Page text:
Ask that question again.

Ken Hoexter – Merrill Lynch

As the mix continues to change, as you get more intermodal and auto business and coal stays down throughout 2010 as Clarence talked about, I’m wondering how should we see that impact on the velocity and cost going forward. Obviously we’ll see the velocity numbers each week; I want to see what we should expect as those volumes come back. What kinds of impacts we should see on the cost structure; obviously we’re seeing the operating ratio at the rail decline now because of the mix change. I want to see what your thoughts are going forward on that.

David Brown

What we see, as we bring more intermodal volume on we probably have the greatest amount of capacity to bring into our existing train network without additional train starts. We see pretty good upside in terms of growth without additional costs. Relative to say like our unit train network where coal is a trainload on, a trainload off type change in volume. We think it’s favorable as intermodal grows.

Michael Ward

The operating ratio on the rail side don’t forget that fuel surcharge lag made a significant impact on what that operating ratio was between the two quarters. It was both the mix of traffic but also the effect of the fuel surcharges year over year.

Ken Hoexter – Merrill Lynch

On the velocity or operating side?

David Brown

Velocity, continuing to operate the network relatively flat in terms of train starts our initiatives around velocity what we believe are sustainable they’re not just related to volume. We believe strongly that we’ll sustain the gains that we’ve made in velocity and continue to improve that.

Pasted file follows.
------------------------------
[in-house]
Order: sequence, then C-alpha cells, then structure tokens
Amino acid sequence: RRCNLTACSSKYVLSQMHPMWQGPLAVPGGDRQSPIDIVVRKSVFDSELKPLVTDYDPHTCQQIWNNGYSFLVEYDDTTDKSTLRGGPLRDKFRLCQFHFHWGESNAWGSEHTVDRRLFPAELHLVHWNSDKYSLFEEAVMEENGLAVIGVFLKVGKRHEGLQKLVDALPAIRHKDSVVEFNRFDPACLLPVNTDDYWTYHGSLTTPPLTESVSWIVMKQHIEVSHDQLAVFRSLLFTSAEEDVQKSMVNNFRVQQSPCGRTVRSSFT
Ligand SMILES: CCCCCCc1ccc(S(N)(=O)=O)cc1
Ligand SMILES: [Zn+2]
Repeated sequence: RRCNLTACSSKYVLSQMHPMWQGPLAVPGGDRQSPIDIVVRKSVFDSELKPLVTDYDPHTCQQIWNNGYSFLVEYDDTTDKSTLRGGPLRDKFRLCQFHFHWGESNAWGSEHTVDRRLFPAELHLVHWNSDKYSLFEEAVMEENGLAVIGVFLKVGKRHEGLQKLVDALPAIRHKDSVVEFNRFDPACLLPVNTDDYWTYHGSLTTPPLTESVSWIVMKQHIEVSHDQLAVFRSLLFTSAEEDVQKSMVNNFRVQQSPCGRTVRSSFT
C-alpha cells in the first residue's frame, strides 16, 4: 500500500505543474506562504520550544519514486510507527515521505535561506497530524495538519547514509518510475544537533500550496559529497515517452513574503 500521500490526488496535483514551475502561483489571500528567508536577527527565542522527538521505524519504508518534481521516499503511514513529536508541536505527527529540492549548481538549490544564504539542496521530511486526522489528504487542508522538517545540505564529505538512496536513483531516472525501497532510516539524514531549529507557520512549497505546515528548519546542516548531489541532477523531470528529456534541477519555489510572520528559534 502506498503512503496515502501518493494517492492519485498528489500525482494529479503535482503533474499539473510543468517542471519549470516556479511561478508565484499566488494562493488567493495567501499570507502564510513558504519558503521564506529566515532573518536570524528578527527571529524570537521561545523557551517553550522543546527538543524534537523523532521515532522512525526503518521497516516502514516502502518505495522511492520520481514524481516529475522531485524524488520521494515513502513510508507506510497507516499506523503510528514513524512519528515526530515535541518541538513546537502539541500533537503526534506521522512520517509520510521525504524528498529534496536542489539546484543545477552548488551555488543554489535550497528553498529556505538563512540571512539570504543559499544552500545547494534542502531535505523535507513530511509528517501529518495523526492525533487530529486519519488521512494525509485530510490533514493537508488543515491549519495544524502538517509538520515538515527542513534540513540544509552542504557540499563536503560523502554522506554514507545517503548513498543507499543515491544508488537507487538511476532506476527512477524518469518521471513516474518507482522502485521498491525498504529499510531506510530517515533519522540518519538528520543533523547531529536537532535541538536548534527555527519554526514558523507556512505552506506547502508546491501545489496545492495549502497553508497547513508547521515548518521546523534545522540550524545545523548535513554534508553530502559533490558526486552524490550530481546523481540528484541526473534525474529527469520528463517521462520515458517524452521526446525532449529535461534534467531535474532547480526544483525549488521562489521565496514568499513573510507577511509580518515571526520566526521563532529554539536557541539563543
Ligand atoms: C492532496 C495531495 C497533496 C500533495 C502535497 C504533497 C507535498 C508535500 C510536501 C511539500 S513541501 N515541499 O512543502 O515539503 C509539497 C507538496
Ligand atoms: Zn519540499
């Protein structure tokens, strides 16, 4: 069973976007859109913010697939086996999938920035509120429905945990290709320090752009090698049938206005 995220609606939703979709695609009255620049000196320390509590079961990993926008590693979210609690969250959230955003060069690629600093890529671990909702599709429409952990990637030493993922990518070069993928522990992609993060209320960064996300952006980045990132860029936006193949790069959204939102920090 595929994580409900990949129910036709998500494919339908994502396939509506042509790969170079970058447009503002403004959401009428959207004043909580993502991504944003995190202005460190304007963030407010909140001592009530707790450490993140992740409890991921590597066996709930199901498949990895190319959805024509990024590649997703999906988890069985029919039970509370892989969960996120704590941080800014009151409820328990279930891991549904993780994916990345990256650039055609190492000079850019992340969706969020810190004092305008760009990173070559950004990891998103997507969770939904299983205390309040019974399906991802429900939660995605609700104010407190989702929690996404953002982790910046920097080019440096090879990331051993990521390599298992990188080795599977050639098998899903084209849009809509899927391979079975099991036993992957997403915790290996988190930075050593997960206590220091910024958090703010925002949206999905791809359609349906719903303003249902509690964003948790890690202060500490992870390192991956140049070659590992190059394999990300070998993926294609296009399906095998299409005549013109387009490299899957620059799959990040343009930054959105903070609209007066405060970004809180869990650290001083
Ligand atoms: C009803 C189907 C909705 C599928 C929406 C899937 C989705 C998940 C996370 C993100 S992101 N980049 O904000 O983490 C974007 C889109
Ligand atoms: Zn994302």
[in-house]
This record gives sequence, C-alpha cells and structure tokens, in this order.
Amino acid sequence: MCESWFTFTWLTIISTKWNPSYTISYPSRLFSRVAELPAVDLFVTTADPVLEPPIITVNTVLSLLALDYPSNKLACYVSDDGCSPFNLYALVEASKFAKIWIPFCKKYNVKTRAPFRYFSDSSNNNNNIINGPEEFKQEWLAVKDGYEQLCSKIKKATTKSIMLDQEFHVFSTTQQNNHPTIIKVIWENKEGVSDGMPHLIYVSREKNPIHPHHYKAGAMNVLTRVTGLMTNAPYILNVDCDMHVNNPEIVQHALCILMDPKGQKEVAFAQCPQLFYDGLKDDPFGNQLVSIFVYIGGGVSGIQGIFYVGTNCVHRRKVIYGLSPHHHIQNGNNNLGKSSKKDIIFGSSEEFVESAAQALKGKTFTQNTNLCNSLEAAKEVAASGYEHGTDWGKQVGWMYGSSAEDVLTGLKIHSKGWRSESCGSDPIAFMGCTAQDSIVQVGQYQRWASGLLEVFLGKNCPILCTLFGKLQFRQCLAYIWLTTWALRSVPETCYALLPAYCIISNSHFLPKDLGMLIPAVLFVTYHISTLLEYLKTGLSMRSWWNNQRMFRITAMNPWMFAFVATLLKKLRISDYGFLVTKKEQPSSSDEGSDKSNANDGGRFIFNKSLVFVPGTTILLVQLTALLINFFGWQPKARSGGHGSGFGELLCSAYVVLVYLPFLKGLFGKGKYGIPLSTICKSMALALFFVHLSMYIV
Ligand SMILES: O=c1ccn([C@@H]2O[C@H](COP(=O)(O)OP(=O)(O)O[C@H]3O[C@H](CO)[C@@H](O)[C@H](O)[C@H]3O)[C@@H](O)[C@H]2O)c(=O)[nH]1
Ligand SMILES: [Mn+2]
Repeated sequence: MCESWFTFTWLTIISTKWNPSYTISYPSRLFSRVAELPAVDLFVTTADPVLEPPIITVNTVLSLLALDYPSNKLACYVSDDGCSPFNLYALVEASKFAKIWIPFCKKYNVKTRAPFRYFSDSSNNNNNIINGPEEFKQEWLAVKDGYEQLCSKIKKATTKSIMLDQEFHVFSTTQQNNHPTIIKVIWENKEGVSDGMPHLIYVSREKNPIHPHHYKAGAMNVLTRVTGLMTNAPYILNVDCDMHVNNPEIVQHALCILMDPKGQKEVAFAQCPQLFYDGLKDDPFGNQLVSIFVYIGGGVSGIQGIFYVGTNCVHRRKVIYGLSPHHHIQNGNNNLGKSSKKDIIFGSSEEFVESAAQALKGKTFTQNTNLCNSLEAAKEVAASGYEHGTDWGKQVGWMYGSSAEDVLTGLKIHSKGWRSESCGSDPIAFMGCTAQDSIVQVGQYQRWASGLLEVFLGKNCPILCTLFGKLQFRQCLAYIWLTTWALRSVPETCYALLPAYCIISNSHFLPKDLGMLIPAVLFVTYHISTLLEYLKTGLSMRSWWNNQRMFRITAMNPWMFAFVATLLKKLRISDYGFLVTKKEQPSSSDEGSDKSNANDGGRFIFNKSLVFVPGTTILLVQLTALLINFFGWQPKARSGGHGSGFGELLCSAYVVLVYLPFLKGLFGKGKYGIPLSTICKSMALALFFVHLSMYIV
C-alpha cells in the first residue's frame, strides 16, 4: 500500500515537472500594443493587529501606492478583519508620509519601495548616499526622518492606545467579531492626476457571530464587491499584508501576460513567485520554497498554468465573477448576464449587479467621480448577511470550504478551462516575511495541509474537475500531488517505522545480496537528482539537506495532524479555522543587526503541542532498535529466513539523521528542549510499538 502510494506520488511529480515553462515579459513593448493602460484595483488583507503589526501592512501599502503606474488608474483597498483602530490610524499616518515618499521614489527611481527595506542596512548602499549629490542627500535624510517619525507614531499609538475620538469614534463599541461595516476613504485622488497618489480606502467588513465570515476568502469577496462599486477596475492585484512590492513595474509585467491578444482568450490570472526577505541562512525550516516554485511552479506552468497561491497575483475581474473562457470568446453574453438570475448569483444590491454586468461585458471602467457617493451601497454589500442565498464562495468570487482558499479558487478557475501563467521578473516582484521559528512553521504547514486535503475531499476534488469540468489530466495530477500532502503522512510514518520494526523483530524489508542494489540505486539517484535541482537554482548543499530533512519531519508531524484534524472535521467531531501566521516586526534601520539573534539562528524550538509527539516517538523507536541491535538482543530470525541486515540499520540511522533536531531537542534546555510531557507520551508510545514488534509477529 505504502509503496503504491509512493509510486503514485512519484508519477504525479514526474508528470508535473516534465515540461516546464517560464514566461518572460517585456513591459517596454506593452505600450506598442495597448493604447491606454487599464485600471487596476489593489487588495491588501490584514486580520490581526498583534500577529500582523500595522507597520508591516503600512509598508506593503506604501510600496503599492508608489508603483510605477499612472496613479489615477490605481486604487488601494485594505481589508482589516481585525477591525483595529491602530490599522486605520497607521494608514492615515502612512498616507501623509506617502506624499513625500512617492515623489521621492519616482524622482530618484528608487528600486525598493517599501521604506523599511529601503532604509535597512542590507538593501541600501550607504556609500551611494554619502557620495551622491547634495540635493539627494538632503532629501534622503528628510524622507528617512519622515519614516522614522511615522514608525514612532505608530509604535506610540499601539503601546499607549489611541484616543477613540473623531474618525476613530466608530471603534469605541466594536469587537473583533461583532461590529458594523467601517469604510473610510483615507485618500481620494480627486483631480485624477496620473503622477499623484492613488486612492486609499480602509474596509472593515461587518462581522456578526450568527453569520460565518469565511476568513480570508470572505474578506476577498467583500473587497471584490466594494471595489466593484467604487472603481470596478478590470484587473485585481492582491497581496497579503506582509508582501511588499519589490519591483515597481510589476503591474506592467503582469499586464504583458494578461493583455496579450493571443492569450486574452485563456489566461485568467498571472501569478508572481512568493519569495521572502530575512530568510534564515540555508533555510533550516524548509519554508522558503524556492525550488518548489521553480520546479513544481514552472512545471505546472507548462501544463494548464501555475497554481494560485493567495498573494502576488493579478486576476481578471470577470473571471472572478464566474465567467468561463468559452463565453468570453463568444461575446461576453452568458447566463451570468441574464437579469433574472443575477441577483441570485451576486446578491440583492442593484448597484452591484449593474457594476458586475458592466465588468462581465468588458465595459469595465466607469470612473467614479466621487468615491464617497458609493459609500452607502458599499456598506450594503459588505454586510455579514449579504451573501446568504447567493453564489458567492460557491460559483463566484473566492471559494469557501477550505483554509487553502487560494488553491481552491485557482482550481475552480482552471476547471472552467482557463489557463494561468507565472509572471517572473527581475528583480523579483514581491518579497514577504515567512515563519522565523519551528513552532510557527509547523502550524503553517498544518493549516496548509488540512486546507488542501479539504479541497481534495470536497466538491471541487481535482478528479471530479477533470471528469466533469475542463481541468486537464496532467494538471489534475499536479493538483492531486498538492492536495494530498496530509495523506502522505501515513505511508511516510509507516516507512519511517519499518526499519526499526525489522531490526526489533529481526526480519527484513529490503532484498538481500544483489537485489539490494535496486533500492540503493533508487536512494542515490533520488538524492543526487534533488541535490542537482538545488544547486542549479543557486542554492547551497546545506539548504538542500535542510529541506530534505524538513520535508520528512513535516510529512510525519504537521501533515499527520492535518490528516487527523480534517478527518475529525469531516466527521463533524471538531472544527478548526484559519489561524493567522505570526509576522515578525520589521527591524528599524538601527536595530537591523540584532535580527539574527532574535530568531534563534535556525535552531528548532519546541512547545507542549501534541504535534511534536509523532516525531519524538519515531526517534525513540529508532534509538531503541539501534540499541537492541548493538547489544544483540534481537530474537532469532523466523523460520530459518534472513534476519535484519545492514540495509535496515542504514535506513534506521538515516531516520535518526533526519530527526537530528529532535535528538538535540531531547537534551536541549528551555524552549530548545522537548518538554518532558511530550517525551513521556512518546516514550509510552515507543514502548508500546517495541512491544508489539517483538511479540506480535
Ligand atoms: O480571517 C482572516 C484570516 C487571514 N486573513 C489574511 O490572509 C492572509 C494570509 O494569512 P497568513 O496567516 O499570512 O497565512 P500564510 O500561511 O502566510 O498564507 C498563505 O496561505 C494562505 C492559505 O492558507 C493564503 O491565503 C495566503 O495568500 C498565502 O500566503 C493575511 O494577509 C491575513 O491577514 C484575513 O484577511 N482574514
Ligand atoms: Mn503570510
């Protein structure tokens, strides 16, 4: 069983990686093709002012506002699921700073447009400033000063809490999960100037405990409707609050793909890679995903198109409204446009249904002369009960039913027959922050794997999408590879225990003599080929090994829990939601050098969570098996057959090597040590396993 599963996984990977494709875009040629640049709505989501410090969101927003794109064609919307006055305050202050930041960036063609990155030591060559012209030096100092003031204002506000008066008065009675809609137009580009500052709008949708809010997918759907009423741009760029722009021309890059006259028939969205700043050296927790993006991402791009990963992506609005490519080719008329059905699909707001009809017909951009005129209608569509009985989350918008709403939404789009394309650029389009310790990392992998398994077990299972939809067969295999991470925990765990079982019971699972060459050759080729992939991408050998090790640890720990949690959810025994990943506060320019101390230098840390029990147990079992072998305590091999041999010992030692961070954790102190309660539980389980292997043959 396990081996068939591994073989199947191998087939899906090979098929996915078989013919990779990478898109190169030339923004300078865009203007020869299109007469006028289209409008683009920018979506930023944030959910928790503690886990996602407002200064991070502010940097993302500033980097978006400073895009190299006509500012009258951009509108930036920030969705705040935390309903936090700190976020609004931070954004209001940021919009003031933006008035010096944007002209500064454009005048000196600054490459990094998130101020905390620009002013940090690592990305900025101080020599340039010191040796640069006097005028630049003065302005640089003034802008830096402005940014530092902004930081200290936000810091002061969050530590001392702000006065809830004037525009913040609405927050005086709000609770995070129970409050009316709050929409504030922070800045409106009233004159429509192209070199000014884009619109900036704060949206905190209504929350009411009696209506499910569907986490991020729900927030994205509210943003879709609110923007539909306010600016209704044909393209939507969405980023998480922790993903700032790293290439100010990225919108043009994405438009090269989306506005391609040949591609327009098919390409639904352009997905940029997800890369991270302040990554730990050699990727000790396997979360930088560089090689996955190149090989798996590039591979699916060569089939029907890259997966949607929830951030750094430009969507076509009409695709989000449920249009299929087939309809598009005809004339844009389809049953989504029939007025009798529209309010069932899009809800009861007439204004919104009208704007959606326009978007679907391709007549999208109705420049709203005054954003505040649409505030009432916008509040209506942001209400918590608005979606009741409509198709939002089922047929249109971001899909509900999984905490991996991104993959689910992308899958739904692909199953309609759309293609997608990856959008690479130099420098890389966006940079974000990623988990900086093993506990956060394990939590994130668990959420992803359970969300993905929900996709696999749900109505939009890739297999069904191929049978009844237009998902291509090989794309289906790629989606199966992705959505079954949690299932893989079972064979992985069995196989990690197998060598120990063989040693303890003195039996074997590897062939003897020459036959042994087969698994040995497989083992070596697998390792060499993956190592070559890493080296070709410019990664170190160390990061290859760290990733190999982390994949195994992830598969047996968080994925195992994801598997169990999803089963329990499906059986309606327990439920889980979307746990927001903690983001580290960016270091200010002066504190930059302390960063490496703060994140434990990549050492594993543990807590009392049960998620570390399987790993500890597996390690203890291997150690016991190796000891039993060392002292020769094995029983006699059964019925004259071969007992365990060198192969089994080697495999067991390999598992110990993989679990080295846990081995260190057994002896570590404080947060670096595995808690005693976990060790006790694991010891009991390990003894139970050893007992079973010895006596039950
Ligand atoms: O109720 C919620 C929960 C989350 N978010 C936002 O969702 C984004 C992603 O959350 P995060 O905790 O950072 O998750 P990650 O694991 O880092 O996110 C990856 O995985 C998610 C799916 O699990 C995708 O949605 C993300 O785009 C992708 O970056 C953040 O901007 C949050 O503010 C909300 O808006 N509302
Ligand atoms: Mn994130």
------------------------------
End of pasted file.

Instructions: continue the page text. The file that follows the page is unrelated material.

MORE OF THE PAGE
Ken Hoexter – Merrill Lynch

On the coal side, maybe you could talk a little bit about what you’re seeing now. Obviously with these extreme coal temperatures that we just went through are you seeing any production cuts from the coal producers. I’m wondering how quickly we could continue to see some rebound in some of the utility demand that could maybe fix some of that extra inventory supply.

Clarence Gooden

If I understood you correctly you asked two questions, one was the producer, if we had any impact on producers for coal. The other was on the demand side of it, did we see the stockpile decline, is that correct?

Ken Hoexter – Merrill Lynch

Yes.

Clarence Gooden

On the producer side there for about a two or three week period when it was extremely cold in the central and northern Appalachian coal fields, particularly in the surface mining we did see an impact on the production level both from the inability of the producers to mine the coal as well as once the coal got into the cars even being weather treated we had frozen coal. That impacted us for a very short period of time.

On the consumption side of the house, as you saw on some of the slides that we showed, the inventories are extremely high for this time of the year, number one. Number two, with demand itself being down on the industrial side and the commercial side of the house we’re not seeing the electrical generation we’d like to see. Although we’ve had extreme cold weather in the East it really impacts us mostly south of the Ohio River where we have electric heat pumps as opposed to north of the Ohio River. We so far have not seen any impact of the coal inventories at the utilities.

Operator

Your next question comes from Matt Troy – Citigroup

Matt Troy – Citigroup